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Adieu 2021!

The telecom equipment industry continues to be dominated by a handful of companies. Together seven vendors captured 80 percent of the USD 100-billion global market in the 9M 2021 period, with Huawei dominating with a 29-percent market share, and Nokia and Ericsson each with 15-percent share of total revenues.

The telecom industry is entering a new phase, and faces a new set of challenges. While increased CapEx across the globe is being seen by most telecom companies, telcos and their vendors are transitioning to the fundamentally new network architecture, which is software-based, fully virtualized, and cloud-centric. The telcos also need to determine where they will play in the new value chains that are being created in the digital economy, most notably in hyper-scalers’ marketplaces, and in conjunction with new players that are entering the scene in domains, such as private networks and satellites.

The telcos are already forging partnerships across the value chain, including web-scalers, technology players, original-equipment manufacturers, and working with enterprise clients across sectors, including manufacturing, logistics, and healthcare, to test 5G-based solutions. They are the lead partners in just 16 percent of the 600+ enterprise 5G projects, identified globally up to and including Q1 2021, down from 21 percent a year earlier, according to a research, based on an Omdia’s study. That decline comes in a market, in which the number of enterprise 5G projects doubled during the 12 months to the end of March 2021. And, alternative service providers, such as private network specialists, have ramped up their efforts and are outpacing telcos, scooping up the lead-partner role in 27 percent of enterprise 5G projects, a figure that represents significant growth from 7 percent a year earlier.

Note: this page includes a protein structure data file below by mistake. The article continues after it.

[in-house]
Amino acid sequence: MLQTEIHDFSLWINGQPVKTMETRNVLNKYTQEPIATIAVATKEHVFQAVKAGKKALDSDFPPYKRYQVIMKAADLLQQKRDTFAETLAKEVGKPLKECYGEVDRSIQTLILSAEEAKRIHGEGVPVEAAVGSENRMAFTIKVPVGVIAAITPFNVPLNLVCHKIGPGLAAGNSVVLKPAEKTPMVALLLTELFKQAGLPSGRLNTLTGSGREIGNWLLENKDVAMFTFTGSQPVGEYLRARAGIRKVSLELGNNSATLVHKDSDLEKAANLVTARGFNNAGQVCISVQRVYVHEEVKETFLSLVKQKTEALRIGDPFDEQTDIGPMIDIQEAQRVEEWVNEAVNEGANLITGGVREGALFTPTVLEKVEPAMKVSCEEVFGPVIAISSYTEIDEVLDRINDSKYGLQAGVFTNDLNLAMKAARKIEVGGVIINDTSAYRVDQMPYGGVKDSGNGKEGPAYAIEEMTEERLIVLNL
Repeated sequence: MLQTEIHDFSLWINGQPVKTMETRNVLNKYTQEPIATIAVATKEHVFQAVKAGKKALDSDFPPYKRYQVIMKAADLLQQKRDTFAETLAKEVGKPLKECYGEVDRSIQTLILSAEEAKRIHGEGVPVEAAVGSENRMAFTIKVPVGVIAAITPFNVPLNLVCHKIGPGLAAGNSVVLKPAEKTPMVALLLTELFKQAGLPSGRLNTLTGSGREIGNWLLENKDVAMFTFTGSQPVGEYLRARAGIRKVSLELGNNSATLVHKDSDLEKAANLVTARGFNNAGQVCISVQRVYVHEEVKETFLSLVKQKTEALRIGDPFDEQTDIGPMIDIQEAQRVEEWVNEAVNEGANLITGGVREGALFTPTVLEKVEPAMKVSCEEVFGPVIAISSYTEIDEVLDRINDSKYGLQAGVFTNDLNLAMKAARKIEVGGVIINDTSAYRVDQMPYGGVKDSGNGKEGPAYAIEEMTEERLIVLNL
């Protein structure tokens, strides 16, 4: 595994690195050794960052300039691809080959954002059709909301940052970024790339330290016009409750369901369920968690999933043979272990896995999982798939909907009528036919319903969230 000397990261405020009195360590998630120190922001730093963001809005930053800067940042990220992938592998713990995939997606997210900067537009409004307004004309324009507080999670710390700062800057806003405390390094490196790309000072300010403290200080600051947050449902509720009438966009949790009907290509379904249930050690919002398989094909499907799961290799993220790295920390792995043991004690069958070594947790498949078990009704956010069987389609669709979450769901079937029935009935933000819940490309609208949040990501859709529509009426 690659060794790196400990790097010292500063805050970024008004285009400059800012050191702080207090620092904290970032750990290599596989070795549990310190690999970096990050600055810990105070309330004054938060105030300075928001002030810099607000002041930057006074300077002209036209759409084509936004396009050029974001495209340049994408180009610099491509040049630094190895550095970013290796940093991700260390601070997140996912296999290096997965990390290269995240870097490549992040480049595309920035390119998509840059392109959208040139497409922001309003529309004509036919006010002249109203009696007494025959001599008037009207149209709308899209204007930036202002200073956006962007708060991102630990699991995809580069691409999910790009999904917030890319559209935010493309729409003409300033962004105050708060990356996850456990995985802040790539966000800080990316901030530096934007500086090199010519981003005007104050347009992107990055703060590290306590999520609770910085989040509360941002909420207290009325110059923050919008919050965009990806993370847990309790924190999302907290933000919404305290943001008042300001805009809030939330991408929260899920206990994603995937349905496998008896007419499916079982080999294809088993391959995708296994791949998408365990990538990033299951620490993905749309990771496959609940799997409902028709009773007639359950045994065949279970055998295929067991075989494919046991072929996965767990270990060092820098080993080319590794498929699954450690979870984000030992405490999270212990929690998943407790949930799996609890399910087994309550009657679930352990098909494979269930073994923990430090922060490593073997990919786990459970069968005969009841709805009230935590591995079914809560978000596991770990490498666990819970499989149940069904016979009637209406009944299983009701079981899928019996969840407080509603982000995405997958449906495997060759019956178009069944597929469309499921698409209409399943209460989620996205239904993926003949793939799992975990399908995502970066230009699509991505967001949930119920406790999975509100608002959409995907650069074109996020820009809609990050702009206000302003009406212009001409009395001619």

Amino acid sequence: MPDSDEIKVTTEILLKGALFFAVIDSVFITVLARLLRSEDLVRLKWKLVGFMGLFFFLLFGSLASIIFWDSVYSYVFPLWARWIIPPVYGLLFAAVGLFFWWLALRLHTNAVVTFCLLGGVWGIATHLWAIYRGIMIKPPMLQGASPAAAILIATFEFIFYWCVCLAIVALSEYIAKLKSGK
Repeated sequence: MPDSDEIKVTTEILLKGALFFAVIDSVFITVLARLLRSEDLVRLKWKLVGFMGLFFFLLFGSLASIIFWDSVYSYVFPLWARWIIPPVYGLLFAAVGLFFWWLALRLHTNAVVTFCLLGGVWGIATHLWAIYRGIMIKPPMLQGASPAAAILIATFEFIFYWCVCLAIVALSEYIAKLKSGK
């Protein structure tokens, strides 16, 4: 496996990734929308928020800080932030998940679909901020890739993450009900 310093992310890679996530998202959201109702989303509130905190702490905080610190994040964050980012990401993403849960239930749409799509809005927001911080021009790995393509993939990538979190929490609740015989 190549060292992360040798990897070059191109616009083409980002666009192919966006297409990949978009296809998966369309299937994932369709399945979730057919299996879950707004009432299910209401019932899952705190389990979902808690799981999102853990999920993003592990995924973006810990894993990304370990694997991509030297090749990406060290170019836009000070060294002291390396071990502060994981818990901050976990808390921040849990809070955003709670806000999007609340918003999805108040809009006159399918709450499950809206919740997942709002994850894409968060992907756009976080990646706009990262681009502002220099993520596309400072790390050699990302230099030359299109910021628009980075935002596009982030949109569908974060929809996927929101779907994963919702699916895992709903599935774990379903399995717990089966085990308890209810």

Meanwhile, supply chain challenges are expected to persist through 2022, with continuing semiconductor and component shortages as well as ongoing skilled labor shortages and shipping delays, all of which threaten to delay market development and hinder vendors’ ability to recognize revenue and pursue new growth opportunities. Inflation, potentially stagflation, and rising interest rates also pose risks, portending margin pressure and debt-refinancing challenges.

Taken together, these circumstances indicate 2022 will be an unusual year for the telecom industry.

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